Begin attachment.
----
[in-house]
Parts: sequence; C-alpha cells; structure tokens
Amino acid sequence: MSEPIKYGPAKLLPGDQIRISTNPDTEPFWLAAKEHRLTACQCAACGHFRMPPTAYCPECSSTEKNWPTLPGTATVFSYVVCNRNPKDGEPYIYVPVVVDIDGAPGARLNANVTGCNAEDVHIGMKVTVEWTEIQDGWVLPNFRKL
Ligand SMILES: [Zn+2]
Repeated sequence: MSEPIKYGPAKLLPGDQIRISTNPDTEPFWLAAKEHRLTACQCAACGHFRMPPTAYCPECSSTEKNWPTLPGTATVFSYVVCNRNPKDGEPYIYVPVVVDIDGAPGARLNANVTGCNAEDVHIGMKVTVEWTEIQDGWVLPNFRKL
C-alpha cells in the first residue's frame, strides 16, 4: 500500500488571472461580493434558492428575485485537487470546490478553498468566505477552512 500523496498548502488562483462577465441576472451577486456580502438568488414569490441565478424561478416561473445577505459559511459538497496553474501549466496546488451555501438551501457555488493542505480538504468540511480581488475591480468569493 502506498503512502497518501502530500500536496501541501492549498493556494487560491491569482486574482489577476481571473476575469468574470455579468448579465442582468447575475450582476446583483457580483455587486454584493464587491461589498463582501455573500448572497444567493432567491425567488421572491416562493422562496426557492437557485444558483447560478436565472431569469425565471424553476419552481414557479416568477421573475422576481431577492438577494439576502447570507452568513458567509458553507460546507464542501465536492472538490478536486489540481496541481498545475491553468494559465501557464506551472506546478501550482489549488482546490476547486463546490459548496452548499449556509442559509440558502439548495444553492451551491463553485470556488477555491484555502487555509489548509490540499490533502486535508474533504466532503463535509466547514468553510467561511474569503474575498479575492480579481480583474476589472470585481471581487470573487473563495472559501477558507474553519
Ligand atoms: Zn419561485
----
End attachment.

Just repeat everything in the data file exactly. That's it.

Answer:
[in-house]
Parts: sequence; C-alpha cells; structure tokens
Amino acid sequence: MSEPIKYGPAKLLPGDQIRISTNPDTEPFWLAAKEHRLTACQCAACGHFRMPPTAYCPECSSTEKNWPTLPGTATVFSYVVCNRNPKDGEPYIYVPVVVDIDGAPGARLNANVTGCNAEDVHIGMKVTVEWTEIQDGWVLPNFRKL
Ligand SMILES: [Zn+2]
Repeated sequence: MSEPIKYGPAKLLPGDQIRISTNPDTEPFWLAAKEHRLTACQCAACGHFRMPPTAYCPECSSTEKNWPTLPGTATVFSYVVCNRNPKDGEPYIYVPVVVDIDGAPGARLNANVTGCNAEDVHIGMKVTVEWTEIQDGWVLPNFRKL
C-alpha cells in the first residue's frame, strides 16, 4: 500500500488571472461580493434558492428575485485537487470546490478553498468566505477552512 500523496498548502488562483462577465441576472451577486456580502438568488414569490441565478424561478416561473445577505459559511459538497496553474501549466496546488451555501438551501457555488493542505480538504468540511480581488475591480468569493 502506498503512502497518501502530500500536496501541501492549498493556494487560491491569482486574482489577476481571473476575469468574470455579468448579465442582468447575475450582476446583483457580483455587486454584493464587491461589498463582501455573500448572497444567493432567491425567488421572491416562493422562496426557492437557485444558483447560478436565472431569469425565471424553476419552481414557479416568477421573475422576481431577492438577494439576502447570507452568513458567509458553507460546507464542501465536492472538490478536486489540481496541481498545475491553468494559465501557464506551472506546478501550482489549488482546490476547486463546490459548496452548499449556509442559509440558502439548495444553492451551491463553485470556488477555491484555502487555509489548509490540499490533502486535508474533504466532503463535509466547514468553510467561511474569503474575498479575492480579481480583474476589472470585481471581487470573487473563495472559501477558507474553519
Ligand atoms: Zn419561485